You can always use a Non-Disclosure Agreement if you feel wary of sharing company information before they are an official employee but in essence, giving them the opportunity to feel involved with your business and existing teams will make their first week a lot more attractive and engaging.
Pulling a long-term sickie!
In a recent tribunal case, an employee who was signed off sick longer-term was dismissed for gross misconduct when found to be doing manual tasks with an alleged bad back. The employee was covered by regular doctor’s FIT notes but was reported anonymously to the company, who then decided to hire a PI to gain photo evidence of the fraudulent conduct (the employee was receiving full pay as part of the company’s enhanced sick pay policy and clearly seen doing back-breaking manual work elsewhere).
The employee won their case of unfair dismissal, not because of the PI investigation but because he was covered by genuine GP’s FIT notes. The Tribunal found that the gross misconduct case was hampered by the fact that the employee had been covered at all times by the FIT notes and therefore “had not lied”. The Tribunal even found that a lesser sanction, such as a warning, may still have been unreasonable.
So, what is a company to do in such blatant cases of dis-genuine sickness? Do you have to abide by the FIT notes and just accept them at face value? Not necessarily.
We’d recommend that you send the employee to see Occupational Health (OH). You can present OH with a statement regarding the ‘other job’ and include a video/facts so that they may question the employee during their assessment. The wording of the questions you would like OH to respond to is also important. They are not there to take sides, but they are able to review a GP’s assessment if there is reason to believe the FIT note was given out because of misleading information provided by the patient.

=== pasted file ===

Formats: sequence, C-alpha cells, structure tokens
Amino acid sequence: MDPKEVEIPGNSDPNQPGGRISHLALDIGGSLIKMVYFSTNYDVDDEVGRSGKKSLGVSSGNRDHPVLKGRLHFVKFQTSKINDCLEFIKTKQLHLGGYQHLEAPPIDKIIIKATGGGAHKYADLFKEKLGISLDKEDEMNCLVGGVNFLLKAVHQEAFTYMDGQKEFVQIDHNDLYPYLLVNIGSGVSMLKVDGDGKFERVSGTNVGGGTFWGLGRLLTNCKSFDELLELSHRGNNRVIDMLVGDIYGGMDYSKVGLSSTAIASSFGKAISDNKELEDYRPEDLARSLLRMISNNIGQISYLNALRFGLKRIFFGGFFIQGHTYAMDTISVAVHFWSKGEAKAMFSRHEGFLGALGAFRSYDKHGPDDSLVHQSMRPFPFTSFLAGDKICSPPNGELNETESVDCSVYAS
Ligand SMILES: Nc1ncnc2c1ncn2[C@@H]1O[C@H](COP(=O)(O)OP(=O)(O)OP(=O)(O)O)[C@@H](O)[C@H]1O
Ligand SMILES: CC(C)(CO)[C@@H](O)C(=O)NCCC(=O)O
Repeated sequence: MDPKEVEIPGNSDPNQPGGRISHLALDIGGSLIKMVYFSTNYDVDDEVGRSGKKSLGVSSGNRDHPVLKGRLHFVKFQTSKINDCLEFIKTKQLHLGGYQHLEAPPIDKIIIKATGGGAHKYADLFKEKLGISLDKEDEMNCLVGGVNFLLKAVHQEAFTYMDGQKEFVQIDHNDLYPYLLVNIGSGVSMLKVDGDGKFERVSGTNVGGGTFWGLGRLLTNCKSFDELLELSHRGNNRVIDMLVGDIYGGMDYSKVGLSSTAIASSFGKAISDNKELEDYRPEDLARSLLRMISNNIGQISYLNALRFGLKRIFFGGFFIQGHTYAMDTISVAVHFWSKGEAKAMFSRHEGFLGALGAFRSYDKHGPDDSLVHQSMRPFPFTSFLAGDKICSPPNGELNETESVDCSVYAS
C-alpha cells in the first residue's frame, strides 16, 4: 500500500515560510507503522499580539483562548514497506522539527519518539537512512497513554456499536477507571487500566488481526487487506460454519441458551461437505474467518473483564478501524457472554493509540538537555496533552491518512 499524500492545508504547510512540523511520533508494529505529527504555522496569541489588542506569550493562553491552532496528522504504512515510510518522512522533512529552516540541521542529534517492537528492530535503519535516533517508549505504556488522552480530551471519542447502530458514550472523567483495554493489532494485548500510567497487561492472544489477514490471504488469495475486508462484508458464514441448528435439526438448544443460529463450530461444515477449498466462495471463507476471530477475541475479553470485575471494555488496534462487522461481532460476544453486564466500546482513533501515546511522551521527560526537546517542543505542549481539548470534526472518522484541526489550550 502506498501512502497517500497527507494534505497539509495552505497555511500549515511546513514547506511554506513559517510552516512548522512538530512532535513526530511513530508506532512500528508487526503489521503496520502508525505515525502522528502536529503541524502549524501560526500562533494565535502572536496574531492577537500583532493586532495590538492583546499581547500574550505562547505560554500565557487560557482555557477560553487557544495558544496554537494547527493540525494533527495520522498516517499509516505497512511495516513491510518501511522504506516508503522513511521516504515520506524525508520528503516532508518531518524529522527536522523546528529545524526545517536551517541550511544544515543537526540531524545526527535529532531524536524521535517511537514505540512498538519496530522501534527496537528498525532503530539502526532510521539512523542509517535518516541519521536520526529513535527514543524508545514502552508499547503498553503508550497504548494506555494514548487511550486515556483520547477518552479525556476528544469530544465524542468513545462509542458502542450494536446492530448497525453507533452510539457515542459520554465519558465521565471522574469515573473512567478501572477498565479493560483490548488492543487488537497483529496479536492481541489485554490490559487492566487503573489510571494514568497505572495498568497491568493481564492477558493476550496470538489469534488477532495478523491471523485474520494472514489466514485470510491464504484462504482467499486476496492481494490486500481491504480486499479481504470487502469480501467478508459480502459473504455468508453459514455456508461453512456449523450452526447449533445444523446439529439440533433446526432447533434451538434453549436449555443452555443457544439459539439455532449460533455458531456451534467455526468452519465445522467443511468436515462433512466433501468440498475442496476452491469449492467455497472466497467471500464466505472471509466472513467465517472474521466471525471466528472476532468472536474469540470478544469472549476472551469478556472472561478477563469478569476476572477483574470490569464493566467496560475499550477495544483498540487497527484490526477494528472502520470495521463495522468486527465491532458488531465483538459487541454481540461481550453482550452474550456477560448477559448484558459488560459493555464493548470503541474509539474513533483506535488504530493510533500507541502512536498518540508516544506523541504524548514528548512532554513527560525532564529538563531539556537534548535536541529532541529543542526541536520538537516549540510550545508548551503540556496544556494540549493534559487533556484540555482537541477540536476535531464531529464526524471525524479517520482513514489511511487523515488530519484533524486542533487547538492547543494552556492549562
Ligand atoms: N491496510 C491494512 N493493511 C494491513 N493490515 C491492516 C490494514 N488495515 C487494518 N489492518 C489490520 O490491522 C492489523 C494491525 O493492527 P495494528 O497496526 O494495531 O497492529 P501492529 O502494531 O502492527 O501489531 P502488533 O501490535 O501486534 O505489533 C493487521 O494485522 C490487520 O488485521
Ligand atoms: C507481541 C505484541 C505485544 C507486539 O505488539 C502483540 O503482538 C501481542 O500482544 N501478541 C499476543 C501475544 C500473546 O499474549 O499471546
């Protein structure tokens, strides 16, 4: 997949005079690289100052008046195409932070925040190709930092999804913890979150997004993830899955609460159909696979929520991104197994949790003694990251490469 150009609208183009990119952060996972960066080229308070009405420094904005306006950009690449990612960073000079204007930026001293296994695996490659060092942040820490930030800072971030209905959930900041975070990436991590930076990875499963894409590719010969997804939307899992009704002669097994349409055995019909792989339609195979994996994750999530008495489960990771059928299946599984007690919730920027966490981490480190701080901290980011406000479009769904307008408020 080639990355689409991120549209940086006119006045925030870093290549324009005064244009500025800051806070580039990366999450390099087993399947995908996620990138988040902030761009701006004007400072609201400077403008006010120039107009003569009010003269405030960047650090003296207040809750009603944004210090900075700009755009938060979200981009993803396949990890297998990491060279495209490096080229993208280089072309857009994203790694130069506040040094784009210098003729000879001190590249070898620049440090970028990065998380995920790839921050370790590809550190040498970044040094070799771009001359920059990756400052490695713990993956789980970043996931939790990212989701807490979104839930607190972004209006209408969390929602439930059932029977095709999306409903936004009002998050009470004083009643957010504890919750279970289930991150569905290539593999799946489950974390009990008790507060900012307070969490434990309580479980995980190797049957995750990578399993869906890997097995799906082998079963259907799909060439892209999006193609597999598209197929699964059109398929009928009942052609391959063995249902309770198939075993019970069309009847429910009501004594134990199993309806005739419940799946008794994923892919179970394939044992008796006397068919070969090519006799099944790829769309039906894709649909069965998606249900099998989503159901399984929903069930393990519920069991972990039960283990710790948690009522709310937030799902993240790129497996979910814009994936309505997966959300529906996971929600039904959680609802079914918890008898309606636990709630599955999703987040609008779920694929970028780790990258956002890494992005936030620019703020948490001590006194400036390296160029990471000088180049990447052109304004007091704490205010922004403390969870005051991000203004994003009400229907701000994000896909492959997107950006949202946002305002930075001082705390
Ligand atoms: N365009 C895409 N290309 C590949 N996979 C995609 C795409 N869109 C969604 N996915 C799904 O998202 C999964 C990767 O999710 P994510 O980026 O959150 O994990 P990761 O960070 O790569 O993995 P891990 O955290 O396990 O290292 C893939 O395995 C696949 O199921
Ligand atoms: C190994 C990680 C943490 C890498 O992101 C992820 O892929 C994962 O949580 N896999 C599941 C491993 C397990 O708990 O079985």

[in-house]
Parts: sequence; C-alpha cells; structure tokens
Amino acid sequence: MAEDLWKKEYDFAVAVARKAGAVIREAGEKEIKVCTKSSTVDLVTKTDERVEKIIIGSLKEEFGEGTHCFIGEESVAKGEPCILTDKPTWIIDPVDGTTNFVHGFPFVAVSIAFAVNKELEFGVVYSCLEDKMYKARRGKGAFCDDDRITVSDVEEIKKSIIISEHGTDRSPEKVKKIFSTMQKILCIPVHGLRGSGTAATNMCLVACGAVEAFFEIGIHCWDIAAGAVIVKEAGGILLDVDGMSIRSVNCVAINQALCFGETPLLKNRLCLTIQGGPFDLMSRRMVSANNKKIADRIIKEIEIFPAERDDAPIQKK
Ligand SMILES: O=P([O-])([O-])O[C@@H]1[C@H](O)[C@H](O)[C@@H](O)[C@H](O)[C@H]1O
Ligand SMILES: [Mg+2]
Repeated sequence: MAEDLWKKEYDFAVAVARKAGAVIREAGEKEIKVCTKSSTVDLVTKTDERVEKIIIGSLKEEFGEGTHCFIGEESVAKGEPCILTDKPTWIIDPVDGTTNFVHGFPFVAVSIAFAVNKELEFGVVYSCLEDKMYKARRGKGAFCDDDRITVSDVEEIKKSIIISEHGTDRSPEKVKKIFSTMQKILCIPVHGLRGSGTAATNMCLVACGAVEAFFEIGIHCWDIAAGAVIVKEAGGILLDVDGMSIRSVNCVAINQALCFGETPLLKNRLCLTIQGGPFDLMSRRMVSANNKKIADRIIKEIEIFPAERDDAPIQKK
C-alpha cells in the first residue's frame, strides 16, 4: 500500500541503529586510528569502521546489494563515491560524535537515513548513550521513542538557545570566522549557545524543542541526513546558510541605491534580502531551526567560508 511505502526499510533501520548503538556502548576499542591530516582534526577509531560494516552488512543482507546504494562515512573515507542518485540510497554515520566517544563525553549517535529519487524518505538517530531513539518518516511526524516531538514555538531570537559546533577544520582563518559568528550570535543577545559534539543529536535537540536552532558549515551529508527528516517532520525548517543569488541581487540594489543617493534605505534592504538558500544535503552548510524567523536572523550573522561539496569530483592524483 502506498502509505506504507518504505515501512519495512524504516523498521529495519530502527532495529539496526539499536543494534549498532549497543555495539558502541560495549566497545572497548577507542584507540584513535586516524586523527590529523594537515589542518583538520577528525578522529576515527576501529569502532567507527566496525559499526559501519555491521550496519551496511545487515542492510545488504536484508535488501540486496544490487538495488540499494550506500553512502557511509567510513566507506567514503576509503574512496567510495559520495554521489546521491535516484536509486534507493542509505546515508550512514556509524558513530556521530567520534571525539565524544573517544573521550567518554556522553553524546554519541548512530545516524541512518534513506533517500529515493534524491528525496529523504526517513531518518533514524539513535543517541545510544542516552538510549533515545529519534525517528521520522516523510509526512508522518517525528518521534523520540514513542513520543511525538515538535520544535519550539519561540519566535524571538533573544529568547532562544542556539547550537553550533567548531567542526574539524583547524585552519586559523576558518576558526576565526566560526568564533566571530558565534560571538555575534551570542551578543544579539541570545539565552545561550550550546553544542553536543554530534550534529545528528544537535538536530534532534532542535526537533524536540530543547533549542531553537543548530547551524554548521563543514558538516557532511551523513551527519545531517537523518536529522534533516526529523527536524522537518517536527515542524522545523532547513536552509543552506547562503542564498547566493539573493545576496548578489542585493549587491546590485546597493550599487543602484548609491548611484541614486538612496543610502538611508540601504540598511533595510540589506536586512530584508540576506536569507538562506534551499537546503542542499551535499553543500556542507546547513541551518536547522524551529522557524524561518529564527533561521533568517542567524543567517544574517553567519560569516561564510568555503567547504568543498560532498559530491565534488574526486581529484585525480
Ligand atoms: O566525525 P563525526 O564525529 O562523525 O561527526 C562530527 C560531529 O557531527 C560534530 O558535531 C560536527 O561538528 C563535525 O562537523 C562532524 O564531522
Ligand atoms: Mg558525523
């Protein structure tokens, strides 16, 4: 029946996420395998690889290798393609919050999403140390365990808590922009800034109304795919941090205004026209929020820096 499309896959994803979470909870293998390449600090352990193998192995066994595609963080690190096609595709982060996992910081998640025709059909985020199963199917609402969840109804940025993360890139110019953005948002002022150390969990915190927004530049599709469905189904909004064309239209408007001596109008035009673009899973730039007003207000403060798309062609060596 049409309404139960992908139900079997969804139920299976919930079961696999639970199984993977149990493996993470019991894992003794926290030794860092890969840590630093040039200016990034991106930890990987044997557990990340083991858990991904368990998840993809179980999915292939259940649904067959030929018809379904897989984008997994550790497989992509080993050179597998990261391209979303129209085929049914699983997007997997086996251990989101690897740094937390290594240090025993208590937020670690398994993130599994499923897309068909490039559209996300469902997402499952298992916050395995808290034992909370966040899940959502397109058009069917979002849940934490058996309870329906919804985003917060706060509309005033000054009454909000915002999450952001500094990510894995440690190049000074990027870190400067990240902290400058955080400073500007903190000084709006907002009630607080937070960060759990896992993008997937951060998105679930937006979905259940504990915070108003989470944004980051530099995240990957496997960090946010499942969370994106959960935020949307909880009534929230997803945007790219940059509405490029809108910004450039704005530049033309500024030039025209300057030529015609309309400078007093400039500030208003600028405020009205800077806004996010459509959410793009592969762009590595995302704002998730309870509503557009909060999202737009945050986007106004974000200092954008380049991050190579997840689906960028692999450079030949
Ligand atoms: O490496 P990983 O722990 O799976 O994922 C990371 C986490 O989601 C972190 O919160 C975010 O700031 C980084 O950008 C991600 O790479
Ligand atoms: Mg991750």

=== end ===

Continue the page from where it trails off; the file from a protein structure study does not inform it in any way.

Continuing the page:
New ACAS Age Discrimination Guide
As you may know, under the Equality Act 2010, age is a protected characteristic yet claims of age discrimination continue to rise. Age discrimination at work – that is treating someone unfairly because of age – is mostly unlawful. There are exceptions, but these are very limited circumstances, such as applying the National Minimum Wage; linking pay and extra benefits to length of service (there is still a risk there so please talk to us if you are looking to change some of the terms you offer your staff); or where there is an occupational legal requirement such as being 21 to drive a train.
Age protection under the Equality Act includes protection against unfair treatment because of someone’s actual age, or the age they are thought to be, or the age of someone they are associated with.
Age discrimination or harassment can occur in situations linked to recruitment, training, promotion, performance management and pressure to retire. However, age goes both ways and includes young persons as well as the over 50’s.
The recent ‘Jolly v Royal Berkshire NHS Foundation Trust’ case shows that at 88 years old, you can win an unfair dismissal and age discrimination case!
ACAS, who is responsible for providing legal and best practice guidance in the UK, have written a new Age Discrimination Guide and some factsheets, which we thought you might find useful:http://www.acas.org.uk/index.aspx?articleid=1841
If you need any further information on any of the above, as always the Adastra Team would be happy to help. So give us a call!
Our mailing address is:
Adastra HR Limited, Unit 12, City Business Centre, 6 Brighton Road, Horsham, West Sussex, RH13 5BB
Telephone Number: 0330 113 0925